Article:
This is the title of an extraordinary temporary exhibition in the Grand Palais. The works have been collected from all over the world, and include paintings, sculptures, enamels, and many illuminated books. At the same time the Cluny Museum is also hosting a temporary exhibition of middle age paintings and sculptures from the Slovac Republic. The Middle (dark?) Ages have always fascinated me, but you have to come to Europe to be able to see it, and I am extremely thankful to have seen these two exhibitions.
The many exhibitions on photography on at the moment had me already thinking of John Berger’s book “Ways of Seeing”, when it struck me how appropriate it also is, when looking at Medieval art. Meaning, for the Middle-age man/woman art was a spiritual experience, and people judged a painting according to the artist’s ability to portray this spiritual dimension. There were codes, and the people who were mostly illiterate, knew them, but in time they have been forgotten. Most of the Medieval works of art were re-evalued and “re-discovered” by the 18th Century scholars, who put their own interpretations into the works – a good example is the 6 panels of the “Lady with the Unicorn” in the Cluny, which was understood to have been about a moral lesson of the 6 senses, but many new interpretations are being made.
The most surprising find, for me was the paintings done by Jean Hey in the Grand Palais. He was formally only known as the “Master of Moulins” where his works were first found. Unfortunately no photos were allowed inside the exhibition, but I found some online, and took some from the catalog, which shows his technique in more detail. His work marks the official end to the Middle Ages in France, at least, and speaking only for myself, I think his work has the best of both the Renaissance and the Middle Ages. His portraits have a distinctly “northern” character, with the soft, diffused light, and reveal an almost psychological knowledge of his sitter. They are real people, not idealized. One can easily see that he “draws” with his paintbrush, not the rubbed-in washy look of chiaroscuro that Renaissance painters are known for.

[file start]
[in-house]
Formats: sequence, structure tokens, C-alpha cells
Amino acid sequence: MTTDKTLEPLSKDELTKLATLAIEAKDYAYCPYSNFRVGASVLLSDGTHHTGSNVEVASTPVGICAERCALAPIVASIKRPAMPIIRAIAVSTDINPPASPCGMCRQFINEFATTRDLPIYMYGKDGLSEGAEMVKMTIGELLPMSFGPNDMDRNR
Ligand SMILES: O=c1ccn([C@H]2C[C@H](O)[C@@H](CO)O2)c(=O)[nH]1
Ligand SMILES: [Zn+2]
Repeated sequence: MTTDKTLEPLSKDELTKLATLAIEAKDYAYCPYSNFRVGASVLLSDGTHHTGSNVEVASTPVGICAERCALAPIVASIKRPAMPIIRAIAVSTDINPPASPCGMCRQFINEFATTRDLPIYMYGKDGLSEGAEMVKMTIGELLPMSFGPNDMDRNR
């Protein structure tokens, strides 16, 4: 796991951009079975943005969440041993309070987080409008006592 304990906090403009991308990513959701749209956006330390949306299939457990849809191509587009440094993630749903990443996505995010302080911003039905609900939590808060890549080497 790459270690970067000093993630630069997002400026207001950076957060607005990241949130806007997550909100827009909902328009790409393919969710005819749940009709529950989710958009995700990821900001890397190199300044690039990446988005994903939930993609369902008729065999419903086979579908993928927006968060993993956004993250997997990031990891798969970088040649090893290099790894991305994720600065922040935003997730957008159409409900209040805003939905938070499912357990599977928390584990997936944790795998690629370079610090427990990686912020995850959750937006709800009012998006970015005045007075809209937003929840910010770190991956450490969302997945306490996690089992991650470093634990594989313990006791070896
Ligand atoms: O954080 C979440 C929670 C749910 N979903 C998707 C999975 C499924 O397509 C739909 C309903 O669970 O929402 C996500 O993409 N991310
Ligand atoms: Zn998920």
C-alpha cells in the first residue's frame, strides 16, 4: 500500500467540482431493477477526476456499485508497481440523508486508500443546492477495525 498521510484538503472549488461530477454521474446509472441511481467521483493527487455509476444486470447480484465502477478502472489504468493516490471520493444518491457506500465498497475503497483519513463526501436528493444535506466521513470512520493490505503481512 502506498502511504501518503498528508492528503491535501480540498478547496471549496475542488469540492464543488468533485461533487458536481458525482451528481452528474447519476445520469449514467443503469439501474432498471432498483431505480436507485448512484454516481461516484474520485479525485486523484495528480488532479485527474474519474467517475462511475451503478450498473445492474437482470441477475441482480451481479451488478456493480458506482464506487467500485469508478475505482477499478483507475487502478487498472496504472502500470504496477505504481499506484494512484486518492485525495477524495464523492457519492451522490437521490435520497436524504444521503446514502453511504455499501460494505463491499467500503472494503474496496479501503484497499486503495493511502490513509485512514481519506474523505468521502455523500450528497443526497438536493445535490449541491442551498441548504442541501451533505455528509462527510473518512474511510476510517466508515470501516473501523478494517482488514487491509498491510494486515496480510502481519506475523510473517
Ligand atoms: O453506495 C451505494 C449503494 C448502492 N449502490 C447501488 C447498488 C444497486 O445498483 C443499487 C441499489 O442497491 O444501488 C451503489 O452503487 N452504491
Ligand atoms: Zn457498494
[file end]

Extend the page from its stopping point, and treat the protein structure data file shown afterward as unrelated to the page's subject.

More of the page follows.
At the Cluny, the temporary exhibit was displayed in the newly renovated Roman Baths that are part of the medieval home of the Cluny abbots, the first time I have been able to see them. They were all executed as church decorations, altar-pieces, etc. The Christ-figure is over 3 metres tall, but has none of the imposing grandeur of a Bernini, only a quiet presence that is, to me, more impressive. I could take (no flash) a nice photo of two faces, part of a larger piece that clearly shows the beautiful modeling of the wooden sculpture. They are part of a Nativity set in rural scene with ordinary farmers, sheep on a hillside and a small town right on the top end of the sculpture.
This brings me to another gripe. The idea of the Renaissance as the “re-birth” a new beginning, was introduced by Vasari, an Italian writer who wrote about the lives of Italian artists, and of course elaborated on their magnificence. His works were re-read in the 18th century when Europeans started making their “Grand Tours” of Italy. The works of the Renaissance artists were, in the words of the director of the Cluny Museum: “intoxicating and seductive”. The only real “beginning” was the printing press, and that was a Northern European invention. It was in the content of their painting that the Italians wrought to most havoc. Gone the quiet pastoral scenes, they were too boorish, enter mythical hero’s, imaginative Greek architecture, Rich patrons. Enter the “Grand Master” who puts his signature on his work, gone the humble artist-worker who had to be many things at once – paint, stained glass, architecture, party-planner, you name it he had to be it, but anonymously. To me there is an honesty to their work that i find very appealing
One of the reasons, I think, that art from the Middle Ages is enjoying new success, is that our contemporary art works display so many of the same characteristics – linear perspective is not important anymore, neither a central focal point, art has become more spiritual, in the sense that it demands of the viewer to contemplate, think about what the work of art is all about, its about living IN the world, not idealizing or moralizing.